The Michigan Court of Appeals has upheld a lower court ruling and dismissed a lawsuit that sought to block the sale of a former Farmington elementary school building to an Islamic organization.

The Farmington district sold the former Eagle Elementary building to the Islamic Cultural Association paid $1.1 million to the Farmington district for the building, which the group plans to use as a mosque and cultural center.

In the lawsuit, Melvyn Sternfeld, a real estate professional who lives near the former school, argued that the sale should not go forward because the district had indicated that the building would be razed and the play area and ball fields there would be made available for public use.

Sternfeld contended that as a real estate professional, he made inquiries on behalf of potential buyers of the school, but the district told him the site was not for sale. The appeals court found that Sternfeld did not have legal standing to challenge the sale.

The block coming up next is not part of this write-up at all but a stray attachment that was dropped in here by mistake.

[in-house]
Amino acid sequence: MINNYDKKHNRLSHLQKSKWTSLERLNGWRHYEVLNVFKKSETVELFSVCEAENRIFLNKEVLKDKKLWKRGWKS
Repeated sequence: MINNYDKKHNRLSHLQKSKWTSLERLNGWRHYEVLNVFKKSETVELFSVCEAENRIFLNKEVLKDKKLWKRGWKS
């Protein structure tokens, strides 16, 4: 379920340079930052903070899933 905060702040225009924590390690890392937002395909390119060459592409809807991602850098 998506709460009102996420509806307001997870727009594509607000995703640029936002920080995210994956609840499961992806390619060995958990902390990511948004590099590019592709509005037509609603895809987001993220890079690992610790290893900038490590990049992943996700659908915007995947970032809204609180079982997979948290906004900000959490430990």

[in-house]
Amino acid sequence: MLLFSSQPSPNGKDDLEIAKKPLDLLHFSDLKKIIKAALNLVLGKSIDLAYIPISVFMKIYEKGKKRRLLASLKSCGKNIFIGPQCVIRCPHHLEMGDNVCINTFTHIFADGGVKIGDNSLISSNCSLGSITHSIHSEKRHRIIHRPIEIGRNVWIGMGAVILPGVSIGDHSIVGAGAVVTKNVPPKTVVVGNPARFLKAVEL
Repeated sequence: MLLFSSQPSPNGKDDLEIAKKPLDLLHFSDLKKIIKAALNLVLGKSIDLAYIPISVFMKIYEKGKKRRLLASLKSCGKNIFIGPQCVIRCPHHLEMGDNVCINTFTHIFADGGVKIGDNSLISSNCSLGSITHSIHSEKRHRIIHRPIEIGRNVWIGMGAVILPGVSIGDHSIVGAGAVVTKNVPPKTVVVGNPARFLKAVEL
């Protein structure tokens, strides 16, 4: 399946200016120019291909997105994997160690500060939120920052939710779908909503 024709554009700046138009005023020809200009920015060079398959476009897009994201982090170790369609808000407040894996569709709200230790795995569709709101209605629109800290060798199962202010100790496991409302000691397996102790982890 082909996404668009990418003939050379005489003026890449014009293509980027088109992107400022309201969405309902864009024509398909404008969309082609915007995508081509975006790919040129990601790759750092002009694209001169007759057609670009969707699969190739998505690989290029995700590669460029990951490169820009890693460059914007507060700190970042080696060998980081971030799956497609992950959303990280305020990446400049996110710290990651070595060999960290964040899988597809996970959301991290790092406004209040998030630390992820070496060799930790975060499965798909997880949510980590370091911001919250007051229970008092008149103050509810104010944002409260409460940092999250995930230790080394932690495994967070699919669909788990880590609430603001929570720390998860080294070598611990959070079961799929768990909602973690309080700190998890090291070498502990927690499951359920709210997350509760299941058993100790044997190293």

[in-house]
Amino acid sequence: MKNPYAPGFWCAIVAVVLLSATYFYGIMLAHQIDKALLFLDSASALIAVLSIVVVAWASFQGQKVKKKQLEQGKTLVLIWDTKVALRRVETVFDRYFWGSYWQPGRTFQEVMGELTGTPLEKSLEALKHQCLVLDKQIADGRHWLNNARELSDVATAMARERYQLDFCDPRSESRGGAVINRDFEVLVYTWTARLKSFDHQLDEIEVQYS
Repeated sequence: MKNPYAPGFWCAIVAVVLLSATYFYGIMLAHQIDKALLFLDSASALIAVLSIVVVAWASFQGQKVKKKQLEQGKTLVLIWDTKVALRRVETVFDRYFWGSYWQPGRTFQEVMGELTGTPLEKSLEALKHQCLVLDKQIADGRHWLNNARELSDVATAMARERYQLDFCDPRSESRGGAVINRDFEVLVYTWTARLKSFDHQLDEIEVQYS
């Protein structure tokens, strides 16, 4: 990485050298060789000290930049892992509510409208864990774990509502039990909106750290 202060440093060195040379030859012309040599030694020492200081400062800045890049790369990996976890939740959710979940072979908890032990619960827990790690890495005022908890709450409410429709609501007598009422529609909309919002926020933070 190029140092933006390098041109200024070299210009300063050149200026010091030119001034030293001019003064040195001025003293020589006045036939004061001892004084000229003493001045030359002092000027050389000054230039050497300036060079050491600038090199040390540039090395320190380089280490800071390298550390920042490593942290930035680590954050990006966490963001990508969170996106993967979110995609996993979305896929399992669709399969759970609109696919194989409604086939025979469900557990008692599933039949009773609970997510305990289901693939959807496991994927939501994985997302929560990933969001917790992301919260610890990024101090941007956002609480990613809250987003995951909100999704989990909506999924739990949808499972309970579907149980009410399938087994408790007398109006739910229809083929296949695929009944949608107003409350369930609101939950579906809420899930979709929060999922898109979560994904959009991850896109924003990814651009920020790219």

“There is no indication whatsoever in the affidavit that a person or entity represented by Sternfeld actually wished or sought to purchase or make an offer to purchase Eagle,” the three-judge panel stated. “Sternfeld did not aver that he himself was interested in purchasing the school, and any interest in a fee or commission from a sale absent a real-life client with an ability, let alone a desire, to make an offer renders the interest purely theoretical.”

The judges also rejected Sternfeld’s claim of legal standing based on his status as a neighborhood resident who believed the ball fields and play areas would remain.

“Sternfeld did not assert that he actually used or hoped to use Eagle’s ball fields or playgrounds, nor did he aver that the sale to the (association) would have an impact, negative or otherwise, on his home, life, or activities because of the proximity of his home to Eagle," the judges wrote. "...Indeed, given Sternfeld’s first argument on standing and the hope to find a client who would make an offer to purchase the school, he evidently has no problem, generally speaking, with Eagle being sold despite his home’s location near the school."

View the appeals court decision.